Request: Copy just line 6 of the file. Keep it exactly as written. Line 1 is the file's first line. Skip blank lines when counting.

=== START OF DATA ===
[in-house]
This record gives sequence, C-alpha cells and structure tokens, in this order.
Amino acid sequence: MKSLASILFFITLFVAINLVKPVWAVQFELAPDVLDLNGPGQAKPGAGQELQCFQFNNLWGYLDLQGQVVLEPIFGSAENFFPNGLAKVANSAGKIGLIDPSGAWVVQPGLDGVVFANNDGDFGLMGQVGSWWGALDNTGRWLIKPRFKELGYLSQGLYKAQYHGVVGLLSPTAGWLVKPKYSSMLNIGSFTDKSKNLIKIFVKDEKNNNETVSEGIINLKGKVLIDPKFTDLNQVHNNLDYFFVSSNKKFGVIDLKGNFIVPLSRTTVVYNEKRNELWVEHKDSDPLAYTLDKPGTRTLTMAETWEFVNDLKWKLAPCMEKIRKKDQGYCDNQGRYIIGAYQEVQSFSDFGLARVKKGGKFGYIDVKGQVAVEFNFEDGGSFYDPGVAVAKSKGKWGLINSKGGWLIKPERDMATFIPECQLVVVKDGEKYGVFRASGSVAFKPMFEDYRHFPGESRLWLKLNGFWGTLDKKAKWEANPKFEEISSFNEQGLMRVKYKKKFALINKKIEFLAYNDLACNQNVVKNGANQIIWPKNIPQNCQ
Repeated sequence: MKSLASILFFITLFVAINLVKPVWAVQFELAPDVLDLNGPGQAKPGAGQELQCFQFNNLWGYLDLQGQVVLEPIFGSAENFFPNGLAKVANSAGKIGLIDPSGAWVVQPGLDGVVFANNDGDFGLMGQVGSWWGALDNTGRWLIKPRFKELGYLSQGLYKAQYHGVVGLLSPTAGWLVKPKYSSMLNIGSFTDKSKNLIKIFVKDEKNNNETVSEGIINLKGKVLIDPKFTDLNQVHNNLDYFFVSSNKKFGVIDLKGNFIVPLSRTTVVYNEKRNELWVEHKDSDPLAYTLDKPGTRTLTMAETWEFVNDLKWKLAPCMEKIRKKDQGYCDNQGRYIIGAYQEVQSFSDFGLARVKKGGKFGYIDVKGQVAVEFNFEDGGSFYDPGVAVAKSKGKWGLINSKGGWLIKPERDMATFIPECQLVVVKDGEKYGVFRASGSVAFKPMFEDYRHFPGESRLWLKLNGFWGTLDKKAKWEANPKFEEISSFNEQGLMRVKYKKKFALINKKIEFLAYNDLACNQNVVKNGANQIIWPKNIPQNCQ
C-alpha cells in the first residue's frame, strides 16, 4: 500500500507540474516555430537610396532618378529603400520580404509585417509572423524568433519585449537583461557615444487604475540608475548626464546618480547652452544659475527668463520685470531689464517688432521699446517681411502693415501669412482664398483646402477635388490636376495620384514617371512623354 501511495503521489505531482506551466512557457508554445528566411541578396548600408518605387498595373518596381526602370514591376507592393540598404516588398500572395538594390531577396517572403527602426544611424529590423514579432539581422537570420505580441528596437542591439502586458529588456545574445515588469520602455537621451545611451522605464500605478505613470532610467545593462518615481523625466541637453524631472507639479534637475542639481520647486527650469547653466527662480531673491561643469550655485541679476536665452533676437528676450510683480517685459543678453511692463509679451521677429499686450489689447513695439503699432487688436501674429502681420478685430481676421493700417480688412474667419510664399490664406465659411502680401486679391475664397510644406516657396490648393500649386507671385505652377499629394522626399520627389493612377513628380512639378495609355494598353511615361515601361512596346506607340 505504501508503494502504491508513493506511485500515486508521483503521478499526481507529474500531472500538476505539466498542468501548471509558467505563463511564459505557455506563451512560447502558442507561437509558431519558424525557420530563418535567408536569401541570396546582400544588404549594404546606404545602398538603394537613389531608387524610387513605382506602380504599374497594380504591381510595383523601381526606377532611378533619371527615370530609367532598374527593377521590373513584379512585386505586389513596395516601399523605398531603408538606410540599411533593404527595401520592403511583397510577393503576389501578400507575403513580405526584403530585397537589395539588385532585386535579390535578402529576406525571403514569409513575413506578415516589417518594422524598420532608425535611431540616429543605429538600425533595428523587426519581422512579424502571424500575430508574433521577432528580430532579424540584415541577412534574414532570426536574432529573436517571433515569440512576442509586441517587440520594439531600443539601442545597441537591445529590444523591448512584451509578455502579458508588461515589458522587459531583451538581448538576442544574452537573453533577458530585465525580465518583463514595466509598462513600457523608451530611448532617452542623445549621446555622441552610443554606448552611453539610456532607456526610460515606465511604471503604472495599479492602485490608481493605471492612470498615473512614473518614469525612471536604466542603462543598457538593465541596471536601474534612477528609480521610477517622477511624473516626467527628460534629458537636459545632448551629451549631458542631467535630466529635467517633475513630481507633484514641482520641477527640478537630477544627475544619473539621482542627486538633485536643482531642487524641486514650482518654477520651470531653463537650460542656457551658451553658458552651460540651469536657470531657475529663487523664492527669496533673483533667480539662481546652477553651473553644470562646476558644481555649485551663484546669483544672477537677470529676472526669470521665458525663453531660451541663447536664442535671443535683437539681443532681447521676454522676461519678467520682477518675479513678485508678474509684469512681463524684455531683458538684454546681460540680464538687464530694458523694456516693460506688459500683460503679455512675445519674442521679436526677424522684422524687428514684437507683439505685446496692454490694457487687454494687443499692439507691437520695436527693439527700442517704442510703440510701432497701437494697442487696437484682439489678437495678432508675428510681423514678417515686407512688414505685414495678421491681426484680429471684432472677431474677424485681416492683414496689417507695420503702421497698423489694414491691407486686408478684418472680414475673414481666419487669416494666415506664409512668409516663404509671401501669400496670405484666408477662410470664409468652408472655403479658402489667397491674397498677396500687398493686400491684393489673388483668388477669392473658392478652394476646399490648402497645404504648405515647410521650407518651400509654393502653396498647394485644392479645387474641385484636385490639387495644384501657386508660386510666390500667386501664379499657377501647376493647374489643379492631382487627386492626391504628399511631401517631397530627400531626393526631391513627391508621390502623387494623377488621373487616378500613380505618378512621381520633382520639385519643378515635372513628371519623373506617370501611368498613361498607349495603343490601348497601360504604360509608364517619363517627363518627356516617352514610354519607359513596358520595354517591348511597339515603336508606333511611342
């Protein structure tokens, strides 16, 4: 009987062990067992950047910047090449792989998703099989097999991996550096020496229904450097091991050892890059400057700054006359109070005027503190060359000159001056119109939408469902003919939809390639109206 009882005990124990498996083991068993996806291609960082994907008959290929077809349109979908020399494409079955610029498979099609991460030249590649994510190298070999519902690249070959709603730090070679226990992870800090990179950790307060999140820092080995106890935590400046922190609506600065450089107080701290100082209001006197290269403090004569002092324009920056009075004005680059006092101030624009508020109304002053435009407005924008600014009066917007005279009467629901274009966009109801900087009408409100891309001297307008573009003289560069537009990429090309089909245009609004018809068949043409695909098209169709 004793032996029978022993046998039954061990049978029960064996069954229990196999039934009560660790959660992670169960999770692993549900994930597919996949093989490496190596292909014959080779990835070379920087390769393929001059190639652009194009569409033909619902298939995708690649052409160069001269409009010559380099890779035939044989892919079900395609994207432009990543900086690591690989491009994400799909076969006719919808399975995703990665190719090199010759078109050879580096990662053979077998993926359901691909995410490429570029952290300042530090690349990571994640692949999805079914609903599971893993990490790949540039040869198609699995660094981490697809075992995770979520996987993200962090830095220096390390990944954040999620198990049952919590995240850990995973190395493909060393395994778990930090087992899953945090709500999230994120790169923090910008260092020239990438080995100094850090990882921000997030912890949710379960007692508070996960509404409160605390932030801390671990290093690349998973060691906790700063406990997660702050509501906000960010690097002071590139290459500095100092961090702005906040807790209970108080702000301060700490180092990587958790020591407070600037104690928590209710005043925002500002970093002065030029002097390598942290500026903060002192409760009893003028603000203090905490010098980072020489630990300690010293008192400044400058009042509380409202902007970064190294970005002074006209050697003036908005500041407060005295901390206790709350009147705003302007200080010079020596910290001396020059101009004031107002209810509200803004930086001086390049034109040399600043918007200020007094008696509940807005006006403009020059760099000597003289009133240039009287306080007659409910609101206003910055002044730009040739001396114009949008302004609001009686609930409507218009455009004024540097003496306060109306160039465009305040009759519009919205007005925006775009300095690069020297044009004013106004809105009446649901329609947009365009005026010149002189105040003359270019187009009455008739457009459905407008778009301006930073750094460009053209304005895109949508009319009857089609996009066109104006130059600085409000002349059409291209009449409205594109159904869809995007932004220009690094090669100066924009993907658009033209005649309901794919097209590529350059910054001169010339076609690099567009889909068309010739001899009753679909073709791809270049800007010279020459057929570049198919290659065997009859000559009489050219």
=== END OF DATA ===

């Protein structure tokens, strides 16, 4: 009987062990067992950047910047090449792989998703099989097999991996550096020496229904450097091991050892890059400057700054006359109070005027503190060359000159001056119109939408469902003919939809390639109206 009882005990124990498996083991068993996806291609960082994907008959290929077809349109979908020399494409079955610029498979099609991460030249590649994510190298070999519902690249070959709603730090070679226990992870800090990179950790307060999140820092080995106890935590400046922190609506600065450089107080701290100082209001006197290269403090004569002092324009920056009075004005680059006092101030624009508020109304002053435009407005924008600014009066917007005279009467629901274009966009109801900087009408409100891309001297307008573009003289560069537009990429090309089909245009609004018809068949043409695909098209169709 004793032996029978022993046998039954061990049978029960064996069954229990196999039934009560660790959660992670169960999770692993549900994930597919996949093989490496190596292909014959080779990835070379920087390769393929001059190639652009194009569409033909619902298939995708690649052409160069001269409009010559380099890779035939044989892919079900395609994207432009990543900086690591690989491009994400799909076969006719919808399975995703990665190719090199010759078109050879580096990662053979077998993926359901691909995410490429570029952290300042530090690349990571994640692949999805079914609903599971893993990490790949540039040869198609699995660094981490697809075992995770979520996987993200962090830095220096390390990944954040999620198990049952919590995240850990995973190395493909060393395994778990930090087992899953945090709500999230994120790169923090910008260092020239990438080995100094850090990882921000997030912890949710379960007692508070996960509404409160605390932030801390671990290093690349998973060691906790700063406990997660702050509501906000960010690097002071590139290459500095100092961090702005906040807790209970108080702000301060700490180092990587958790020591407070600037104690928590209710005043925002500002970093002065030029002097390598942290500026903060002192409760009893003028603000203090905490010098980072020489630990300690010293008192400044400058009042509380409202902007970064190294970005002074006209050697003036908005500041407060005295901390206790709350009147705003302007200080010079020596910290001396020059101009004031107002209810509200803004930086001086390049034109040399600043918007200020007094008696509940807005006006403009020059760099000597003289009133240039009287306080007659409910609101206003910055002044730009040739001396114009949008302004609001009686609930409507218009455009004024540097003496306060109306160039465009305040009759519009919205007005925006775009300095690069020297044009004013106004809105009446649901329609947009365009005026010149002189105040003359270019187009009455008739457009459905407008778009301006930073750094460009053209304005895109949508009319009857089609996009066109104006130059600085409000002349059409291209009449409205594109159904869809995007932004220009690094090669100066924009993907658009033209005649309901794919097209590529350059910054001169010339076609690099567009889909068309010739001899009753679909073709791809270049800007010279020459057929570049198919290659065997009859000559009489050219």